Escape from SF

I have to say it: I am definitely one of those industry people who does NOT, under any circumstance, want to go out on a Saturday night and talk about alcohol. Not only do I not want to talk about alcohol, I don't want it to be part of the conversation pertaining to anything that I'm doing once the evening hits. I spend all day and night on Monday, Tuesday, Wednesday, Thursday, Friday, and most of Saturday dealing with the ins and outs of wine, beer, and spirits. It's great. I love my job as much as I love anything in this world. That being said, there seem to be few places left anymore where I can go out at night, escape this subject, grab a beer, do a little dancing, talk to everyday people, and just let my hair down a bit. While I'm 100% in favor of the progression we've seen in American booze culture over the past ten years, I can't say that I'm a fan of the gigantic, elephant-in-the-room-sized chip on the shoulder that's come with it. People are really, really serious about alcohol these days and it's becoming borderline insane. Bars are becoming more like ornately-decorated libraries than they are literal speakeasies (because no one seems to be saying shit when I sit down to order a cocktail, and it definitely ain't coming easily when they do). You order your drink, try not to talk too loudly, and do your best to look really engaged.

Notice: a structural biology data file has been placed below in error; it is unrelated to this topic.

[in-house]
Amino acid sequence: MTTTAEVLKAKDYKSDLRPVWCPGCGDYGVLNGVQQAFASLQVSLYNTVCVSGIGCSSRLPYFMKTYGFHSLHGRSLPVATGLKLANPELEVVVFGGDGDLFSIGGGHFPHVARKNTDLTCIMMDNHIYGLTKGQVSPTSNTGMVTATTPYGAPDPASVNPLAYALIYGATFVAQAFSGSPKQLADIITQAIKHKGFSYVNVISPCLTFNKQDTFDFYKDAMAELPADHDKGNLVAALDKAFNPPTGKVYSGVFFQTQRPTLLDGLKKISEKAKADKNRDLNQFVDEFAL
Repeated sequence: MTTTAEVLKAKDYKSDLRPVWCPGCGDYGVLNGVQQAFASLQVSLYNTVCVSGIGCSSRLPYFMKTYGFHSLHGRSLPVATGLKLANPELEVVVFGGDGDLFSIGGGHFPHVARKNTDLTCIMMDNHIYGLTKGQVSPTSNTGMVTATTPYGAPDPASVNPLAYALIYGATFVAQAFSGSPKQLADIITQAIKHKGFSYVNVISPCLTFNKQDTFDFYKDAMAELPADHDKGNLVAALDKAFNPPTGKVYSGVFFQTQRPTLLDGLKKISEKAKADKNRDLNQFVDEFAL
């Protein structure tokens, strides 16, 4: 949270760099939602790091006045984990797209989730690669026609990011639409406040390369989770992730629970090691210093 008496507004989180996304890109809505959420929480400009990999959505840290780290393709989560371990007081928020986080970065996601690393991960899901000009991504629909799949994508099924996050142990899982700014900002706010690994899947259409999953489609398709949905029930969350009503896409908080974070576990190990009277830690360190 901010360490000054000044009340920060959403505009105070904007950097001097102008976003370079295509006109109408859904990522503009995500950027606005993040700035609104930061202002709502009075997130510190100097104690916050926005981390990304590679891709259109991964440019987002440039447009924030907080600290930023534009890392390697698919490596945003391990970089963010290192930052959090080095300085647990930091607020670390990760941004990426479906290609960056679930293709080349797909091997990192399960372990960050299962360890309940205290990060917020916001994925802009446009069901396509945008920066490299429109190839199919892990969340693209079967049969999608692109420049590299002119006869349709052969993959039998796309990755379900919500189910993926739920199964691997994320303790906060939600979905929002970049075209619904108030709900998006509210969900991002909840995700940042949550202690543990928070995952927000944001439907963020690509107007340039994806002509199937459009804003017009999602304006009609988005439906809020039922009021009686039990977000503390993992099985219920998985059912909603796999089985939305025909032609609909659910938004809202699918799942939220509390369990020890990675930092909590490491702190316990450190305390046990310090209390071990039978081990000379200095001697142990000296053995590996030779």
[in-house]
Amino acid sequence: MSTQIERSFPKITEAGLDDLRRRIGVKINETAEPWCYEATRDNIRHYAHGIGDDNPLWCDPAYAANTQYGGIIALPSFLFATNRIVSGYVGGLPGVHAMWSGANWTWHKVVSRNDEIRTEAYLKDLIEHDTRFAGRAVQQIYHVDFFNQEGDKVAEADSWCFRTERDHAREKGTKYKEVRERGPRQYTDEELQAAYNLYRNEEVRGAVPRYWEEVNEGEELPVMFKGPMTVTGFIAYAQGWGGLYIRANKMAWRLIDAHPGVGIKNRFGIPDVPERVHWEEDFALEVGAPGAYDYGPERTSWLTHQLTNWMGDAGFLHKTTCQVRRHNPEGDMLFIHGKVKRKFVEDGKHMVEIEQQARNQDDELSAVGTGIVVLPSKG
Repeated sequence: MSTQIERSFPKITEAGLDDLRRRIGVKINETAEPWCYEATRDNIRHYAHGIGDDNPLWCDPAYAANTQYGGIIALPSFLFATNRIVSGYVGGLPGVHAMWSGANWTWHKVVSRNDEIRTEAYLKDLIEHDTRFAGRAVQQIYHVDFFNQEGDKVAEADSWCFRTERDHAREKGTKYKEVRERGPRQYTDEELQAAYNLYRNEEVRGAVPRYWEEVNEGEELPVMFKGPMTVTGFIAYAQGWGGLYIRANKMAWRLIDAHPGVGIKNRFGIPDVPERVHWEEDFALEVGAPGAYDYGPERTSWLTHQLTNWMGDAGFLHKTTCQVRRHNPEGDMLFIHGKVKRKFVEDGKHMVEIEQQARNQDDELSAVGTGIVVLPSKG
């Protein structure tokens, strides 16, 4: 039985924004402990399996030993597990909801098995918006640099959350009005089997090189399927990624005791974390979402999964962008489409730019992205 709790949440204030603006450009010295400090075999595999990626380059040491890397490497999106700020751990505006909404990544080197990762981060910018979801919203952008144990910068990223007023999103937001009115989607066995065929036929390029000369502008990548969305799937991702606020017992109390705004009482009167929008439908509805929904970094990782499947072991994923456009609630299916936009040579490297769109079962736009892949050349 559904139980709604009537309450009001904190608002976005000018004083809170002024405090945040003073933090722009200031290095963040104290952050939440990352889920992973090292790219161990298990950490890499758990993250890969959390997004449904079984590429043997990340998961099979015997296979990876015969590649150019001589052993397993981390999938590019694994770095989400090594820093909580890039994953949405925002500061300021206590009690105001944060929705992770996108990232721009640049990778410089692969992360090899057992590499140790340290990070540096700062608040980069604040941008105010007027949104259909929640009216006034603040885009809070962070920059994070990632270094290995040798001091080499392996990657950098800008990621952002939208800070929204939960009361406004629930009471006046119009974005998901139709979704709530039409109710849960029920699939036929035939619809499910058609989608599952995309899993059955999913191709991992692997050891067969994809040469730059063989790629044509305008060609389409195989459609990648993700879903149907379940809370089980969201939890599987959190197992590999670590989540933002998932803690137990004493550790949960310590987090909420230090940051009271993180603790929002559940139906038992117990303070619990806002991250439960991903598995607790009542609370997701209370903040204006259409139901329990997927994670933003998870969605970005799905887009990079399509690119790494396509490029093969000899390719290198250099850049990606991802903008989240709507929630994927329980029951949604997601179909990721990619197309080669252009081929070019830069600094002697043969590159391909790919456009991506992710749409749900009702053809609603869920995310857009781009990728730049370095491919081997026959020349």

In San Francisco, while the cocktails are more forward-thinking than ever, what you can't seem to find along with them is a genuine smile or a friendly face. In an attempt to avoid one of these no-fun zones, my wife and I decided to hit up Esta Noche last night after finding ourselves in the Mission post-dinner. Nothing could be less serious than a Latino-themed dive bar full of drag queens, right? Except that we apparently didn't get the memo. Esta Noche closed this past summer due to financial woes and in its place stood a shiny new atmospheric lounge—full of straight-faced rigidity. Not sure of what to do, we turned our heads toward the loud salsa music blaring from a rather non-descript opening in the wall. El Tin Tan—a tiny room on 16th Street full of caballeros, señoritasvaqueros, and cervesas with a pool table in the middle and a dance floor in the back. We shrugged and went for it. Within ten seconds of walking in an older Latino gentleman approached my wife with his hands out and whisked her away to the dance floor. I went to the bar and ordered drinks. 

By the time we left my wife's hair was dripping with sweat, Monica the waitress and I were on a first name basis, and the transgender woman at the bar was buying us our next round. Now that's what I call a fun night out on the town. I wish it weren't so hard to come by these days.

-David Driscoll

David Driscoll